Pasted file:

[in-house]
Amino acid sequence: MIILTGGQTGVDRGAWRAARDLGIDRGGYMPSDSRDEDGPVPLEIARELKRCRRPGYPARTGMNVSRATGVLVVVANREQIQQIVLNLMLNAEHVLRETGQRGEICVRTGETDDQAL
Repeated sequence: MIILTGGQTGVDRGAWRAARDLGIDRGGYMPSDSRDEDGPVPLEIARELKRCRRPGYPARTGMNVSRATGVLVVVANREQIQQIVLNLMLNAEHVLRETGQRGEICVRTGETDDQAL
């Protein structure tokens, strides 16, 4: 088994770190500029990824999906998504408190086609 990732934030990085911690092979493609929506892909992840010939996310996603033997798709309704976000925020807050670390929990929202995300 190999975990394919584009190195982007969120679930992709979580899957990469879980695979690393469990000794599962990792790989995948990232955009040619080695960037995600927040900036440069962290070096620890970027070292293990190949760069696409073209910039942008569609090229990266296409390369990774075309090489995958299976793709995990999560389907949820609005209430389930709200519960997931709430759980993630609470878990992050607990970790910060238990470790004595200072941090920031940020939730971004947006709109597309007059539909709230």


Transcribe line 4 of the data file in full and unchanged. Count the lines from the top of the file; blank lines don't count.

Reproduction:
């Protein structure tokens, strides 16, 4: 088994770190500029990824999906998504408190086609 990732934030990085911690092979493609929506892909992840010939996310996603033997798709309704976000925020807050670390929990929202995300 190999975990394919584009190195982007969120679930992709979580899957990469879980695979690393469990000794599962990792790989995948990232955009040619080695960037995600927040900036440069962290070096620890970027070292293990190949760069696409073209910039942008569609090229990266296409390369990774075309090489995958299976793709995990999560389907949820609005209430389930709200519960997931709430759980993630609470878990992050607990970790910060238990470790004595200072941090920031940020939730971004947006709109597309007059539909709230």